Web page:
Solo 401(k) FAQs

Solo 401(k) FAQs Overview

A Security Benefit Solo 401(k) offers sole proprietors the opportunity to save for retirement using many of the advantages of a traditional 401(k), including: 

  • tax-deductible contributions 
  • annual contributions that exceed 25% of compensation
  • Roth contribution availability
  • catch-up contributions for people 50 and over
  • loans or hardship withdrawals
  • rollovers from other retirement plans

Most importantly, Security Benefit's straightforward administrative requirements make these plans easy to establish and maintain for you and your clients.

Below are some frequently asked questions and you can find more on Establishing a Solo 401(k), Contributing to a Solo 401(k), and Rollovers and Distributions. Visit our Solo 401(k) page to learn about the Security Benefit Solo 401(k).

What is a Solo 401(k) plan?

A Solo 401(k) plan is a qualified retirement plan designed for business owners with no employees, including real estate agents, registered representatives, farmers, doctors, and lawyers. 

How long have Solo 401(k) plans been available?

Congress passed the Economic Growth and Tax Relief Reconciliation Act (EGTRRA) in 2001, which amended the tax law to allow self-employed individuals to access a 401(k)-style retirement platform. This platform became popularly known as the Solo 401(k) plan.

Prior to 2001, a retirement platform unique to self-employed workers existed – using SEP IRA and Keogh plans – but it lacked many of the benefits of the typical corporate 401(k) platform, such as employee salary deferrals.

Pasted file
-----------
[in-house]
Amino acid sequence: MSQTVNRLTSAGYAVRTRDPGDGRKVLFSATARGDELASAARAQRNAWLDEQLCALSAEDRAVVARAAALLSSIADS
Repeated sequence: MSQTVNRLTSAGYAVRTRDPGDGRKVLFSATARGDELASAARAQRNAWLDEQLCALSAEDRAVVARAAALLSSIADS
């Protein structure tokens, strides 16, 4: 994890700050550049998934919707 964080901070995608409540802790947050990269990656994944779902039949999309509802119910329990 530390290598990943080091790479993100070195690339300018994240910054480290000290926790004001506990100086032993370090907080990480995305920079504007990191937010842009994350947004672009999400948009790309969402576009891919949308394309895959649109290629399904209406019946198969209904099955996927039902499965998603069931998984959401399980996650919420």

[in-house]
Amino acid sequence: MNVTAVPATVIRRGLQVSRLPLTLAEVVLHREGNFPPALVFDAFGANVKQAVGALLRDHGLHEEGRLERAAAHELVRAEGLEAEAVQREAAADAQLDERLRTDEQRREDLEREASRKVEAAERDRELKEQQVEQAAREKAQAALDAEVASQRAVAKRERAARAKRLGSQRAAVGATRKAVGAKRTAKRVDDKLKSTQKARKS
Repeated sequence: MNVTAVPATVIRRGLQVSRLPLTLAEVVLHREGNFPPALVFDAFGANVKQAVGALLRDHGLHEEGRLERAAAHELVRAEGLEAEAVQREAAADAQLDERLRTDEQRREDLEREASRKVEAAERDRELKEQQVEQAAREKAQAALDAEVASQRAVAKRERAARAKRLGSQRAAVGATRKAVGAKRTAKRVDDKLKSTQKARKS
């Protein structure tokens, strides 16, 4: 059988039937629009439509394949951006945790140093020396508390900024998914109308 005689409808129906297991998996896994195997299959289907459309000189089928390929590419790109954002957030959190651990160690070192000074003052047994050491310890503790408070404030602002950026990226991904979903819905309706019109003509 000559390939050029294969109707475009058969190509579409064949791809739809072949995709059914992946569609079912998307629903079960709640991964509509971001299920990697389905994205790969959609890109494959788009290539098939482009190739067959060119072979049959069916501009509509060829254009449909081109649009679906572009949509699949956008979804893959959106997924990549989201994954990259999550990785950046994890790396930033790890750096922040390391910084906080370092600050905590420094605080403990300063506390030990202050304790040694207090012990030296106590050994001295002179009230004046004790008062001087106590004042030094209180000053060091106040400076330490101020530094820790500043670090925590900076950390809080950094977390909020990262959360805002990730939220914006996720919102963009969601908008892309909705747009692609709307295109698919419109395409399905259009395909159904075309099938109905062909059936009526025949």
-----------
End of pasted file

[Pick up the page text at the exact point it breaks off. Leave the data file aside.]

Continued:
What are the benefits versus other plan types like a SEP IRA?

A Solo 401(k) plan has many advantages over SEP IRAs including:

  • larger contribution amounts as a percent of compensation
  • Roth contribution availability
  • catch-up contributions for people 50 and over
  • loans
Does a Solo 401(k) fall under ERISA?

A Solo 401(k) plan is not subject to the complex ERISA rules since it only covers owners and their spouses. There is a requirement to file a 5500-EZ form once the assets exceed $250,000.

What other resources are available about Solo 401(k) plans?

Additional information about Solo 401(k) plans can be found on the IRS website at To learn more about Security Benefit's Solo 401(k) plans, visit our Solo 401(k) webpage

Does a Security Benefit Solo 401(k) allow loans, hardship withdrawals and/or in-service withdrawals?

Yes, our Solo 401(k) plan allows for loans as well as both hardship withdrawals and in-service withdrawals. 

What tax reporting is required with a Solo 401(k) plan?

Once a Solo 401(k) plan reaches $250,000 in assets, a Form 5500-EZ must be filed with the IRS.

Who maintains the plan documents for a Security Benefit Solo 401(k) plan?

We will keep the plan documents for Solo 401(k) plans.


Security Benefit, its affiliates and subsidiaries, and their respective employees and representatives, do not provide tax, accounting, or legal advice. Any statements contained herein concerning taxes were not intended as and should not be construed as tax advice, nor should they be used for the purpose of avoiding federal, state, or local taxes and/or tax penalties. Please seek independent tax, accounting, or legal advice. 

Services are offered through Security Distributors, a subsidiary of Security Benefit Corporation (Security Benefit).

SB-10036-84 | 2023-08-23